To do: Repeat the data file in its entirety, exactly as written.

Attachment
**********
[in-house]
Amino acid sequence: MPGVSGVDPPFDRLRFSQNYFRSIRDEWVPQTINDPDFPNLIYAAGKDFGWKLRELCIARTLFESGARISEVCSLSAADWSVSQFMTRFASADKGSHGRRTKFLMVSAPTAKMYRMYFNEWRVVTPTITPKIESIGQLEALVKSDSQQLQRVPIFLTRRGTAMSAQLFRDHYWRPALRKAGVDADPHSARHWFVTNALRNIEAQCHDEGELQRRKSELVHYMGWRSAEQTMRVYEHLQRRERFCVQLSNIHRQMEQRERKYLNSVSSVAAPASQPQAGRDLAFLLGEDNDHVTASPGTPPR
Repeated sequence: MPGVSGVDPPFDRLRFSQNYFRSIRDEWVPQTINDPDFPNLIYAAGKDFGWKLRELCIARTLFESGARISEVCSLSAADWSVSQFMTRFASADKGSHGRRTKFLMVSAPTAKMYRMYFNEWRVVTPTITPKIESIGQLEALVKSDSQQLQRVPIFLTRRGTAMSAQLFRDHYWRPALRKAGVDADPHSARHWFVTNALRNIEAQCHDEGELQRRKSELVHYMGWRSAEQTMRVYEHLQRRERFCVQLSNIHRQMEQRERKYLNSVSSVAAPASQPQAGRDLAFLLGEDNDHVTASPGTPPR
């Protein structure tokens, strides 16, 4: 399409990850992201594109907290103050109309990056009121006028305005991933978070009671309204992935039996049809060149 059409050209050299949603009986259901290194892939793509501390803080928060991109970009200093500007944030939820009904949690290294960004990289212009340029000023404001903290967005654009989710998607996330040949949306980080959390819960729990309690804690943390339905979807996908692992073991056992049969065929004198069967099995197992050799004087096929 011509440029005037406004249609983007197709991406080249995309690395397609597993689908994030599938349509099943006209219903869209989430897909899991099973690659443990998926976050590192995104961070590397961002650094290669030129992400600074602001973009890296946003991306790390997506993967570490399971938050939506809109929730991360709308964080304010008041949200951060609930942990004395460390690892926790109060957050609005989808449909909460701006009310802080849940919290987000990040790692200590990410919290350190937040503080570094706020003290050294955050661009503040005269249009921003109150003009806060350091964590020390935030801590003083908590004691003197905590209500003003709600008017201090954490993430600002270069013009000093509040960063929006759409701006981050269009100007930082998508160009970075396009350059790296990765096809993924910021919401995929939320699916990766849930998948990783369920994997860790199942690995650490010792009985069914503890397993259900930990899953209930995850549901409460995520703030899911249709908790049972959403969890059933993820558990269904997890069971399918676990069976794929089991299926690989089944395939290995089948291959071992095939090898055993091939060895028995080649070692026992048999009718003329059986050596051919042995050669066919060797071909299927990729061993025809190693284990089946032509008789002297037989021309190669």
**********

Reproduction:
[in-house]
Amino acid sequence: MPGVSGVDPPFDRLRFSQNYFRSIRDEWVPQTINDPDFPNLIYAAGKDFGWKLRELCIARTLFESGARISEVCSLSAADWSVSQFMTRFASADKGSHGRRTKFLMVSAPTAKMYRMYFNEWRVVTPTITPKIESIGQLEALVKSDSQQLQRVPIFLTRRGTAMSAQLFRDHYWRPALRKAGVDADPHSARHWFVTNALRNIEAQCHDEGELQRRKSELVHYMGWRSAEQTMRVYEHLQRRERFCVQLSNIHRQMEQRERKYLNSVSSVAAPASQPQAGRDLAFLLGEDNDHVTASPGTPPR
Repeated sequence: MPGVSGVDPPFDRLRFSQNYFRSIRDEWVPQTINDPDFPNLIYAAGKDFGWKLRELCIARTLFESGARISEVCSLSAADWSVSQFMTRFASADKGSHGRRTKFLMVSAPTAKMYRMYFNEWRVVTPTITPKIESIGQLEALVKSDSQQLQRVPIFLTRRGTAMSAQLFRDHYWRPALRKAGVDADPHSARHWFVTNALRNIEAQCHDEGELQRRKSELVHYMGWRSAEQTMRVYEHLQRRERFCVQLSNIHRQMEQRERKYLNSVSSVAAPASQPQAGRDLAFLLGEDNDHVTASPGTPPR
């Protein structure tokens, strides 16, 4: 399409990850992201594109907290103050109309990056009121006028305005991933978070009671309204992935039996049809060149 059409050209050299949603009986259901290194892939793509501390803080928060991109970009200093500007944030939820009904949690290294960004990289212009340029000023404001903290967005654009989710998607996330040949949306980080959390819960729990309690804690943390339905979807996908692992073991056992049969065929004198069967099995197992050799004087096929 011509440029005037406004249609983007197709991406080249995309690395397609597993689908994030599938349509099943006209219903869209989430897909899991099973690659443990998926976050590192995104961070590397961002650094290669030129992400600074602001973009890296946003991306790390997506993967570490399971938050939506809109929730991360709308964080304010008041949200951060609930942990004395460390690892926790109060957050609005989808449909909460701006009310802080849940919290987000990040790692200590990410919290350190937040503080570094706020003290050294955050661009503040005269249009921003109150003009806060350091964590020390935030801590003083908590004691003197905590209500003003709600008017201090954490993430600002270069013009000093509040960063929006759409701006981050269009100007930082998508160009970075396009350059790296990765096809993924910021919401995929939320699916990766849930998948990783369920994997860790199942690995650490010792009985069914503890397993259900930990899953209930995850549901409460995520703030899911249709908790049972959403969890059933993820558990269904997890069971399918676990069976794929089991299926690989089944395939290995089948291959071992095939090898055993091939060895028995080649070692026992048999009718003329059986050596051919042995050669066919060797071909299927990729061993025809190693284990089946032509008789002297037989021309190669």